Saturday 30 October 2010

1945-6 Tolkien's nervous breakdown - whilst writing the Notion Club Papers


Tolkien seems to have written most of The Notion Club Papers during the darkest time of his life - the period of somewhat more than a year following his appointment to the Merton Chair of English Language and literature in June 1945.

The root of the problem seems to have been over work and stress brought on by the fact that he took on the duties of the new professorship (from October of 1945) while overlapping with duties of his previous professorship (in Anglo Saxon, at Pembroke College). So he was doing a double work load, plus all the extra work of taking on a new job.

Another factor he refers to in later correspondence was that this was the only period of his academic life when he had to teach subjects in which he was not interested, and that he absolutely hated this. I am unsure exactly what aspect of teaching that this comment refers to - but the wound was lasting.

The Chronology of late 1945 into 1946 - published in JRR Tolkien: a companion and guide by C Scull and WG Hammond in 2006 - is studded with references to Tolkien's overwrought mental state at this time - including the need to take a period of absence from work on medical advice.

In a nutshell, Tolkien suffered what would loosely be termed a 'nervous breakdown' at this period - an illness characterized, it seems, by anxiety and depression.

And it was precisely during this period he wrote the Notion Club Papers, with their accounts of strange psychological experiences, especially of dream states and perceived travel to other times and places.

It seems reasonable to imagine that Tolkien was going through something similar at this time - however modified these experiences were in the telling (previous entries in this blog detail the specific documented links between Tolkien's experiences and those of Ramer - I would guess that this is the tip of an iceberg of correspondences).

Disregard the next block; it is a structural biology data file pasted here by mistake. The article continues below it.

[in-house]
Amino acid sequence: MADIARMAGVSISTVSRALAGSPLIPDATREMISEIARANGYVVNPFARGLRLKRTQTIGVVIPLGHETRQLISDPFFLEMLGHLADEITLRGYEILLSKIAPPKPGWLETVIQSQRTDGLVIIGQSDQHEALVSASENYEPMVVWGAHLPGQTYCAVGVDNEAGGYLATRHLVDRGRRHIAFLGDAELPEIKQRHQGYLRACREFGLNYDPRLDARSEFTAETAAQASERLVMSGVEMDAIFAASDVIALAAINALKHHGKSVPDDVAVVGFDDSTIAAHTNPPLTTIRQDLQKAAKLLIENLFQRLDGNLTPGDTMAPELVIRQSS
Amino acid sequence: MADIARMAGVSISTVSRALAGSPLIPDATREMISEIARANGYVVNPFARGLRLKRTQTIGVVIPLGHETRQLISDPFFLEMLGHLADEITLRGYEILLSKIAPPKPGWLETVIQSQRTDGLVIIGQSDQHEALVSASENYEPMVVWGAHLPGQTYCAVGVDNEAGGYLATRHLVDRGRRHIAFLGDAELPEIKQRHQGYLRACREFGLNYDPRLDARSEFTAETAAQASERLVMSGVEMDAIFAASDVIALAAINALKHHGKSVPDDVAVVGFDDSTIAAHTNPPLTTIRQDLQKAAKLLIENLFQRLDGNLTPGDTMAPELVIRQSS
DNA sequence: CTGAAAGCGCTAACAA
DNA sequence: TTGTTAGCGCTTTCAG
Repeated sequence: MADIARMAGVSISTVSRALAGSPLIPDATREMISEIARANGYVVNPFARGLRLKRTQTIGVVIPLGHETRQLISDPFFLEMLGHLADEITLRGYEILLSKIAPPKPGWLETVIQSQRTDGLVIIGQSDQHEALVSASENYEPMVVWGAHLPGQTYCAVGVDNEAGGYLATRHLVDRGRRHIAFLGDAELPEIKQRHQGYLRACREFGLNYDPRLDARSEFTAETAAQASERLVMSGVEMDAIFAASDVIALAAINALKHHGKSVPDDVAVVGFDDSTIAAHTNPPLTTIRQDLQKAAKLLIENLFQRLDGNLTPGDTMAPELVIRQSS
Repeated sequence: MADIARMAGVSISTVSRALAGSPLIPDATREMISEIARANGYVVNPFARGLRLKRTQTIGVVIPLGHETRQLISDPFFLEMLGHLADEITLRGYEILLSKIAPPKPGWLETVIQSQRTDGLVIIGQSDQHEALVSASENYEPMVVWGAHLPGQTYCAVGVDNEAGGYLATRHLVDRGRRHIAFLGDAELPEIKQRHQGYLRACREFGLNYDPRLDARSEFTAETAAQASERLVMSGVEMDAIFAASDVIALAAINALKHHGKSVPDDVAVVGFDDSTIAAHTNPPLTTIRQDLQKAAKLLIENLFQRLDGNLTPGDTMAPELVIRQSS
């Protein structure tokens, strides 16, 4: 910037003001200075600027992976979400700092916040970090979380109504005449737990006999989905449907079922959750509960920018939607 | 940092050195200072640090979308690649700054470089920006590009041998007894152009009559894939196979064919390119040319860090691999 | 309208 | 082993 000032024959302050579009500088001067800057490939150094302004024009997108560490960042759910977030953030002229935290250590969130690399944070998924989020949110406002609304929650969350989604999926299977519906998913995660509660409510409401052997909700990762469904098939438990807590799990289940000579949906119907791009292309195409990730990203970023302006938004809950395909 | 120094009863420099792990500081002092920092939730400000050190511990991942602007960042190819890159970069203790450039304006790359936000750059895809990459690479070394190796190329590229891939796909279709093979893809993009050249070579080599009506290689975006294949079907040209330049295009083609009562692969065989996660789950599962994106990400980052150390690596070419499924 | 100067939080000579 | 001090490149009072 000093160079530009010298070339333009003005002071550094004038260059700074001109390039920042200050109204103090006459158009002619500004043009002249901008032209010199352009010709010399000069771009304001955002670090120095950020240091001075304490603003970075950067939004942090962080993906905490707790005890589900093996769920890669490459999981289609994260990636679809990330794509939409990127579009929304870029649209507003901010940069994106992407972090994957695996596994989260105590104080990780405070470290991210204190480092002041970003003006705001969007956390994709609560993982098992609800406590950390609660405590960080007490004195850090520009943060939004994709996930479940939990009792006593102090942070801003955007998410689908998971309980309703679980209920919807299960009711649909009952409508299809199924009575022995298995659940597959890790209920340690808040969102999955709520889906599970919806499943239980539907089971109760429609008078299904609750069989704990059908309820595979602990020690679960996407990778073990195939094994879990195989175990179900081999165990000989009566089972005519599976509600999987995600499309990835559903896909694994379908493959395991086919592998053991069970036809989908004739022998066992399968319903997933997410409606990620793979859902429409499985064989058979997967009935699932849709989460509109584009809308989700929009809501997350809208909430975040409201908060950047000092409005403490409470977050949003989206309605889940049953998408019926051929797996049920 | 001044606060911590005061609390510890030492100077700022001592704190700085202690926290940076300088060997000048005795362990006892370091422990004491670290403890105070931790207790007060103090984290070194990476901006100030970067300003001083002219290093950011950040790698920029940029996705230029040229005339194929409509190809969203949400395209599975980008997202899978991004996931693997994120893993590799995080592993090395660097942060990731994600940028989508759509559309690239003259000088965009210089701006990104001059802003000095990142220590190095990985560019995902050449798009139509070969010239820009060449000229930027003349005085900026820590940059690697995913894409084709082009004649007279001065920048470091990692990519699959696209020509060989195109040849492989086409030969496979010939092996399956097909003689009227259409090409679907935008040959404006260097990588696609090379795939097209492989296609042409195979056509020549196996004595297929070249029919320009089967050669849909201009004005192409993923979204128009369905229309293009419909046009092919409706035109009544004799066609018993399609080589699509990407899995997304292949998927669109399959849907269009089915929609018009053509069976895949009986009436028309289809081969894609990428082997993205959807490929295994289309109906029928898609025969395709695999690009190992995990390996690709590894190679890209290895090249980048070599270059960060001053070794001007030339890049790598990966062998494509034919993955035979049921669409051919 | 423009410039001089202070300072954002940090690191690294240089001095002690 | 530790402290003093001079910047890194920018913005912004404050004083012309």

It is interesting that Tolkien, despite the extreme psychological stresses, did not stop writing; but worked out these experiences in fictional terms.

It may also be significant that when Tolkien resumed work on the Lord of the Rings after the break at this time, the book had firmly become a deeper and more serious book than it was when he embarked upon it as a sequel to the hobbit.

My feeling is that the nervous breakdown experience of late 1945-1946 had a permanent effect on Tolkien - and that the effect was beneficial to his writing; on the one hand increasing its emotional depth, and on the other hand - and this is very speculative - giving him a surer access to altered psychological states, especially dreams, which provided a bedrock of other-worldly sub-creative reality to the Lord of the Rings.

I tend to think that without the nervous breakdown of 1945-6, and without the experience of writing the Notion Club Papers - the Lord of the Rings would have been a different and lesser book.


1 comment:

Bruce Charlton said...

Comment from Professor TA Shippey

"Two thoughts.

"One is that this sounds like something that happened to many professors in the old UK system, when there were very few of them and they were expected to do many of the tasks done in the USA by administrators, AS WELL AS their own teaching and research.

"The problem was not so much the amount of it all as – experto crede – the heterogeneity of it.

"I used the think my memory couldn’t handle any more, and have kept many of my old joblists to remind myself of the unpredictable (and instantly forgettable) nature of the things that landed on my desk, which nevertheless had to be dealt with.

"I’d suggest also that stress is often caused by incompatible demands. Do this very quickly / get it right. This is very boring / you must concentrate on every bit of it. You know nothing about this / it’s your responsibility. And so on.


"I also think this has something to do with “Leaf by Niggle”, written not long before, and with the anxiety dream which was clearly the cource of it.

"The anxiety, note, was caused by fear of never getting anything finished – partly because of Niggle’s own disorganized habits, which he learns to conquer in the Workhouse, but also because of the constant elbow-tugging of other people demanding attention.

"The image of Niggle sitting listening politely, but fiddling with his pencils and wondering all the time when he get back to what he really wants to do – I know the feeling."


"So, is “breakdown” quite the word?

"Maybe Tolkien was overdue for a sabbatical.

"The switch from the Pembroke Chair to the Merton Chair may also have brought additional strains. Perhaps he was obliged to take over the teaching for the compulsory Oxford language paper, which was certainly a problem in my time in the 1970s.

"It might be instructive to look at the exam papers Tolkien produced, to see, for instance, whether he tried to change the direction of teaching.